LIFE at Wheaton Bible Church

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Life-Giving Water! How a Dry Riverbed Became a Year-Round Water Supply

By Kyle Reschke, Pastor of Global Mobilization

Turkana - worship gathering at riverbed (2)

This once-dry riverbed—where a team from WBC once joined in a service of worship and praise—is now a year-round water reservoir!

Every fall and spring, a group of nomadic families settles in a region called Naros in one of the most remote corners of East Africa. These people, part of the Turkana tribe, await the infrequent rains that fall over the mountains of Ethiopia and South Sudan. In the days following rainfall in the distant mountains, water can rush through the dry riverbeds of Turkana, providing temporary relief for the Turkana families.

For a few days, livestock can drink their fill, and communities can enjoy the easy access to water. But during this brief respite, the parched ground quickly soaks up the remaining water, and many of the communities of Turkana once again experience water scarcity, which also creates food insecurity and the consequent fears and feelings of powerlessness that extreme poverty can bring.

A New Idea

A little over a year ago, World Relief Kenya leaders (partners of Wheaton Bible Church who are “on the ground” in Kenya) approached the leaders of this community to discuss issues related to malnutrition, water scarcity, and the potential for agricultural development in the region. In that meeting, our partners discussed an exciting new technology called a sand dam that could possibly trap the water flowing out of the mountains and create a year-round reservoir.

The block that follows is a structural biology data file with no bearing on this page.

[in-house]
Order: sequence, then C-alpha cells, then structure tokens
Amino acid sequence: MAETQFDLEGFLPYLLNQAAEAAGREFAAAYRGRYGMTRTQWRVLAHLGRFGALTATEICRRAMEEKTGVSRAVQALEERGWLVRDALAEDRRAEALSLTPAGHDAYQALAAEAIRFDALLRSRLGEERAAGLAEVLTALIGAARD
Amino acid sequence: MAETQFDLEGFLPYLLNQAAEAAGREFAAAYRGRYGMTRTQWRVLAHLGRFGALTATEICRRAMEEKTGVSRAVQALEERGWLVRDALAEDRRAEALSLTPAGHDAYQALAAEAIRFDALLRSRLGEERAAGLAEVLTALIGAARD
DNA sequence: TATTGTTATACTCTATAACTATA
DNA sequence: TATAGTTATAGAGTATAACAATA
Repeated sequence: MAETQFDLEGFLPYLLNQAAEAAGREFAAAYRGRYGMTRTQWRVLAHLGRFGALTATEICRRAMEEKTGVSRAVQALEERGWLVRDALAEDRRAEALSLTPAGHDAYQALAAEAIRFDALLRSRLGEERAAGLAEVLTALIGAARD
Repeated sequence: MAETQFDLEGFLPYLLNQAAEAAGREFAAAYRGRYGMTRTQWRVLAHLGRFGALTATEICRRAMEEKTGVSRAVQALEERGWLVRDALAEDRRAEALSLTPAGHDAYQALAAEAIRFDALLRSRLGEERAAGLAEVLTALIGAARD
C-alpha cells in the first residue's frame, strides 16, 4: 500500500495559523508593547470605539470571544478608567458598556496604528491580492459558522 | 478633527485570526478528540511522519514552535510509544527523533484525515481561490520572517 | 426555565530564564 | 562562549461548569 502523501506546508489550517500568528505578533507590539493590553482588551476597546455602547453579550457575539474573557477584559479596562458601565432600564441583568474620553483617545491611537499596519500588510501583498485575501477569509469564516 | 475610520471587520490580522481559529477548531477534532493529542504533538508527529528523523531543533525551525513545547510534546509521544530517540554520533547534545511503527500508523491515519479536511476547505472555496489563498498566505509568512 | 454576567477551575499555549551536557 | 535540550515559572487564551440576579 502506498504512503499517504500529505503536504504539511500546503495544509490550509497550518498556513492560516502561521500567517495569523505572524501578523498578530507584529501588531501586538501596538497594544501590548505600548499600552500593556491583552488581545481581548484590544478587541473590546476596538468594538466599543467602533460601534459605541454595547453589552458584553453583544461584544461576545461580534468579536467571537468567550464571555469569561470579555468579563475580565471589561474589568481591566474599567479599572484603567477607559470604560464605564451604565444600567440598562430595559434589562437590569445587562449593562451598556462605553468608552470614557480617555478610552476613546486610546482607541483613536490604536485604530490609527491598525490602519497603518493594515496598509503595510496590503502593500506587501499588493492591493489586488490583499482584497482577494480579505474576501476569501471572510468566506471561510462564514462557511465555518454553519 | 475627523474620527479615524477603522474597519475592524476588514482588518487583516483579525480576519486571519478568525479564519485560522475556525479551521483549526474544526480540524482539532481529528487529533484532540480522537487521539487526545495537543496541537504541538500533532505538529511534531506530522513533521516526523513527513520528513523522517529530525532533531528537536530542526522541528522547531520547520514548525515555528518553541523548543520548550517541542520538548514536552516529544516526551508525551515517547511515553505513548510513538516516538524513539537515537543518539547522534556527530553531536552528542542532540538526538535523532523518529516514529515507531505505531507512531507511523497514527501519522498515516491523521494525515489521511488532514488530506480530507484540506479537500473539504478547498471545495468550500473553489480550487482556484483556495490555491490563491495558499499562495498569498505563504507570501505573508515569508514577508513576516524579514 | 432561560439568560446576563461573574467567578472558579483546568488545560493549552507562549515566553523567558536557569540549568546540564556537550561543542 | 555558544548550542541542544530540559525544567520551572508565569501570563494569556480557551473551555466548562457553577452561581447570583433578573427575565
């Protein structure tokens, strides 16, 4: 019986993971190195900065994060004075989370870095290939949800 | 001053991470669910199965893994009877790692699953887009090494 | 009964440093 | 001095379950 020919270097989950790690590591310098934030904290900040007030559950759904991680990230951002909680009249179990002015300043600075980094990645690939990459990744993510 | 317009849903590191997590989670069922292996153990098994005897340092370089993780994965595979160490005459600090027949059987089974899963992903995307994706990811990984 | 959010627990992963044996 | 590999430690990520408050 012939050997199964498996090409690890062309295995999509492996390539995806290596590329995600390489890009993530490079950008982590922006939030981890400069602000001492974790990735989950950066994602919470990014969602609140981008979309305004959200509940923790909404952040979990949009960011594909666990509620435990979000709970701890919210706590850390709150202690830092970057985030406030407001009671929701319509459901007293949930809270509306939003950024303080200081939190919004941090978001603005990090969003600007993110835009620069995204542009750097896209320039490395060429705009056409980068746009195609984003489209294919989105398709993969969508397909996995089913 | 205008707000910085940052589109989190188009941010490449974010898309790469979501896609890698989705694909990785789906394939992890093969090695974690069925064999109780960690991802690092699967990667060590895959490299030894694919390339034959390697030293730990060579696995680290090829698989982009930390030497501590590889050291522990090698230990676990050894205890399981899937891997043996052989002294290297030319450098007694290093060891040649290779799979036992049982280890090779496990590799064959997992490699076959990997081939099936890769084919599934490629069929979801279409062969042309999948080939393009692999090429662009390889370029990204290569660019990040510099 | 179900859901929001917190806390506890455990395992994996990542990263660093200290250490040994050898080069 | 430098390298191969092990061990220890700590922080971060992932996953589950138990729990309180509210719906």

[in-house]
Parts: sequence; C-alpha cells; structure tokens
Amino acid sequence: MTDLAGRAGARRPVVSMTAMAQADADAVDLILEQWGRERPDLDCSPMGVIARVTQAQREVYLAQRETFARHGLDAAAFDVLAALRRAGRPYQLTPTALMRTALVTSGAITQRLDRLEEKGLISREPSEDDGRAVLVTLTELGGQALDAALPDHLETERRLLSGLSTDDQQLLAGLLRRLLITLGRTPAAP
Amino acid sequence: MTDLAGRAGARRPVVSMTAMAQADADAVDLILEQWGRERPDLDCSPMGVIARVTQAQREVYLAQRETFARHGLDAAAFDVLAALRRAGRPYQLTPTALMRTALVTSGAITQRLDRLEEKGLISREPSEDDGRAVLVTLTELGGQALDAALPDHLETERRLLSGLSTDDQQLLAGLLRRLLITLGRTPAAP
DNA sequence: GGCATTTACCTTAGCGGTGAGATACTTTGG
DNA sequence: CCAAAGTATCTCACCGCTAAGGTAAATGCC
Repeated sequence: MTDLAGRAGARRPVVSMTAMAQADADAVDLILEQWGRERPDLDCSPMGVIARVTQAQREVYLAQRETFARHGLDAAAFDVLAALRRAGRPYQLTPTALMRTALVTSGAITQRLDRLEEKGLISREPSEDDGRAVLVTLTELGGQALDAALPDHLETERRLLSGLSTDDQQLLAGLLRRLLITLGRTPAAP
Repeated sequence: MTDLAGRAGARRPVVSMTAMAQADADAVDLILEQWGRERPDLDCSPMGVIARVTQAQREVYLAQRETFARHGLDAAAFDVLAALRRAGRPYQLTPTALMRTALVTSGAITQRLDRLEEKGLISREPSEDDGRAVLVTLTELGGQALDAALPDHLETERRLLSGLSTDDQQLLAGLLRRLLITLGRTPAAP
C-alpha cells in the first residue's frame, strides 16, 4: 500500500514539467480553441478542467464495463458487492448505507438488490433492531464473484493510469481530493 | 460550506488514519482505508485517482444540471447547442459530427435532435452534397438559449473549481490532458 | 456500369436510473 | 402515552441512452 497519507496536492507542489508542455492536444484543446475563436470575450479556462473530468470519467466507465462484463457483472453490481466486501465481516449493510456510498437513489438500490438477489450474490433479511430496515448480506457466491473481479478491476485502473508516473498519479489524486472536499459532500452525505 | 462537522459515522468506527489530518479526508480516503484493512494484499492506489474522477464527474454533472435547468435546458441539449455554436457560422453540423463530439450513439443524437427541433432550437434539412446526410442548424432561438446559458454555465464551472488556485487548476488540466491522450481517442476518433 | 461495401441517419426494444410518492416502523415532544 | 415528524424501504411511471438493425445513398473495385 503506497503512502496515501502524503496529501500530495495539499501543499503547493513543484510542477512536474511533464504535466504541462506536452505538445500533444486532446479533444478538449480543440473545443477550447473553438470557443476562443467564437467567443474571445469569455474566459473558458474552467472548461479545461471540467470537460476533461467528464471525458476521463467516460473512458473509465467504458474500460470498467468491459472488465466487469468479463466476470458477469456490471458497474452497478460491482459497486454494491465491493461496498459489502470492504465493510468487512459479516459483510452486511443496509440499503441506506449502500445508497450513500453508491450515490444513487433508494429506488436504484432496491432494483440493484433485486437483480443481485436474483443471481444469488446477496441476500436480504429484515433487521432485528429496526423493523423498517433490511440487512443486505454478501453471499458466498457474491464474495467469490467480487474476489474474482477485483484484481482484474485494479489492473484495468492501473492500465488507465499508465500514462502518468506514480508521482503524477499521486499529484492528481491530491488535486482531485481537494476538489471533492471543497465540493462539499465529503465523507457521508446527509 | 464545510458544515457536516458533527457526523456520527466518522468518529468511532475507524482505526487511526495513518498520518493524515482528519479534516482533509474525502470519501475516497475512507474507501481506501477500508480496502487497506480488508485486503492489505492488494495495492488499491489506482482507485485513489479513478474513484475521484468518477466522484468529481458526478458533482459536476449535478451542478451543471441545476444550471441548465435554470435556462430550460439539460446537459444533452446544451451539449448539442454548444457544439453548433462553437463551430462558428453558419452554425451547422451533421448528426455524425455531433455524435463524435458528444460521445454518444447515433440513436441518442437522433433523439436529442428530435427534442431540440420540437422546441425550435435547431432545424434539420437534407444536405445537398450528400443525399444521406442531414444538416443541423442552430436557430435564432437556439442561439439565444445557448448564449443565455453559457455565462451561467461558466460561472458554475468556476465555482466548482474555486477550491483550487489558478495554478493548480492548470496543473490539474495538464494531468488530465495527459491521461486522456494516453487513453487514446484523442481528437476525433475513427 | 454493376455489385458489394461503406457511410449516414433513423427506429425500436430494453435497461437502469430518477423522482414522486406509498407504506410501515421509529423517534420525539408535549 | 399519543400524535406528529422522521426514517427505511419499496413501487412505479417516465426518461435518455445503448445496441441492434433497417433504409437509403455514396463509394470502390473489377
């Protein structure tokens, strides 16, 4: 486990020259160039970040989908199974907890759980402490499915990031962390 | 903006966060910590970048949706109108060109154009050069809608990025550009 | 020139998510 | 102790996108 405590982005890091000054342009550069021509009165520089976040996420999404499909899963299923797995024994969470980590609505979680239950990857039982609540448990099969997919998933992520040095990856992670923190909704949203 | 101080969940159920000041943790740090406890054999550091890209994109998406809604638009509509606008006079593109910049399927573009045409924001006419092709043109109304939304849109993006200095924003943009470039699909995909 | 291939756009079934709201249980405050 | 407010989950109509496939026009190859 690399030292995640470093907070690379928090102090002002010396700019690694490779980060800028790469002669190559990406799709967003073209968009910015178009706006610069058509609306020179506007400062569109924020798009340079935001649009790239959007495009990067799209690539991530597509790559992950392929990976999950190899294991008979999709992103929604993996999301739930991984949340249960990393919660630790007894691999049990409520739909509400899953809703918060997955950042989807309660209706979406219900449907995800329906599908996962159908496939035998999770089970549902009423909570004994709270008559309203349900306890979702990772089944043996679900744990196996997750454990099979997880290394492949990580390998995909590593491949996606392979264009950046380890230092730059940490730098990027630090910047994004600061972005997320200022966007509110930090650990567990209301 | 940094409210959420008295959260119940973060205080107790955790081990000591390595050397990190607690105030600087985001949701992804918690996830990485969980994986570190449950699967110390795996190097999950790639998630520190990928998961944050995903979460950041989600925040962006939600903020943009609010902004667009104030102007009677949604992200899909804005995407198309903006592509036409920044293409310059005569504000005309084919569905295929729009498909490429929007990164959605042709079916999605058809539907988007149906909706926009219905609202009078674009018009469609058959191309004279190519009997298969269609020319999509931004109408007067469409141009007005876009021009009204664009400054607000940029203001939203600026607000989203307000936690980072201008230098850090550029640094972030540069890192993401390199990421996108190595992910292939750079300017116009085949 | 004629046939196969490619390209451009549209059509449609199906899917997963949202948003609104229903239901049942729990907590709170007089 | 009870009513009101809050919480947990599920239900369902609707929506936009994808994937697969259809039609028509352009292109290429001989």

Skeptical about the vision cast by our partners, the leaders of the community initially refused the offer and stated that they did not have any interest in taking part in a project for water access and agriculture.

Members of the Turkana Pastors Fellowship, along with representatives from WBC and World Relief, walk to the site of the sand dam.

Members of the Turkana Pastors Fellowship, along with representatives from WBC and World Relief, walk to the site of the sand dam.

A foundational principle in international community development is to always dialogue with leaders and community members about the true goals and ambitions of the community. Many countries in Africa are littered with unused wells, dams, and agricultural sites—unused because the communities in which these projects took place were never fully invested, or possibly even never consulted regarding their own needs, goals, and dreams.

With that principle in mind, our partners backed off from the sand-dam idea and continued to talk with the community and its leaders about supporting them in reaching other goals.

A few months later, a Turkana leader in that community, named Rabot, approached Paul, the region’s agriculture specialist for World Relief. Rabot stated that he would like to learn more about ways to bring better health and prosperity to his community.

As a result of that conversation, the two men embarked on a thirty-hour journey by bus and four-wheel-drive Jeep to visit other communities across Kenya where technologies and creative agricultural techniques were bringing much-needed change.

Seeing Is Believing

During the journey, Rabot was amazed to view beautiful gardens, greenhouses, and home garden plots in the midst of the dry and desert-like conditions that were very much like the conditions his own community was struggling to overcome.

Those visits transformed Rabot’s view of the possibilities for his community. And when he returned home to Turkana and shared with other leaders and families what he had seen, his enthusiasm was contagious. The excitement and vision of that one key leader mobilized an entire community.

Later, telling a team from Wheaton Bible Church about that eye-opening trip, Rabot said, “I would never have believed that any of this would be possible. But when I saw it with my own eyes, I realized that if we worked hard and worked together, the same things would be possible for us.”